We thank Mr Tan Kar Quan for his feedback on SkillsFuture Credit (Did SkillsFuture help land jobs?; Feb 19) and suggestions on preventing abuse of funding schemes (Train personnel to spot cases of fraud in funding schemes; March 1).
SkillsFuture Singapore (SSG) has implemented several programmes under SkillsFuture, which include subsidies and grants, to empower individuals to take ownership of their skills development and to embrace a lifelong learning journey.
One such programme is the SkillsFuture Credit. As at the end of last year, more than 285,000 Singaporeans have tapped their SkillsFuture Credit.
The most popular area of training is information and communications, which accounted for around 19 per cent of the total credit utilised.
The take-up and types of courses most people enrolled in indicate that the scheme has been useful in encouraging individuals to learn skills relevant to their daily lives and at the workplace.
Singaporeans can also take up the SkillsFuture Series courses in emerging and priority skills areas, and SkillsFuture for Digital Workplace to develop work-related skills.
It is difficult to ascertain if these courses led to better jobs or new jobs. Instead, SSG and Workforce Singapore have specific programmes that drive employment outcomes. These include SkillsFuture Earn and Learn and the Adapt and Grow Professional Conversion Programme, where the progress of each trainee is monitored.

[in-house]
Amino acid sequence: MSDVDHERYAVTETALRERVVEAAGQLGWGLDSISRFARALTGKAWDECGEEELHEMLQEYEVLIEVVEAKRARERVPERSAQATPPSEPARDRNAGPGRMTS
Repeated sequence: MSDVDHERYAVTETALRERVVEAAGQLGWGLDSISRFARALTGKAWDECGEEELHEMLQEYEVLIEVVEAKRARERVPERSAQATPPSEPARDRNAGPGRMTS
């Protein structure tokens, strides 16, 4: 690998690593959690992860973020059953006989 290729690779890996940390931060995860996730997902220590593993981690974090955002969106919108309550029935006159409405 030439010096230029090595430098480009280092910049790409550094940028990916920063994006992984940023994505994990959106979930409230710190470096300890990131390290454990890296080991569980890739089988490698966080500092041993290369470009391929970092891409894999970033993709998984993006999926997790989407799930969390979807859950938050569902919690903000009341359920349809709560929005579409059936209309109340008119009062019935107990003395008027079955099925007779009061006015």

To prevent abuse of SSG's funding schemes, we have restructured and strengthened the fraud detection and audit team.
We are also collaborating with the Government Technology Agency of Singapore and private-sector consultants to strengthen our fraud detection system that includes pre-and post-disbursement data analytics to detect anomalies and abnormal claim patterns, and physical audits on training providers, employers and individuals. The system is expected to be rolled out by the third quarter of this year.
Patricia Woo (Ms)
Corporate and Marketing Communications Division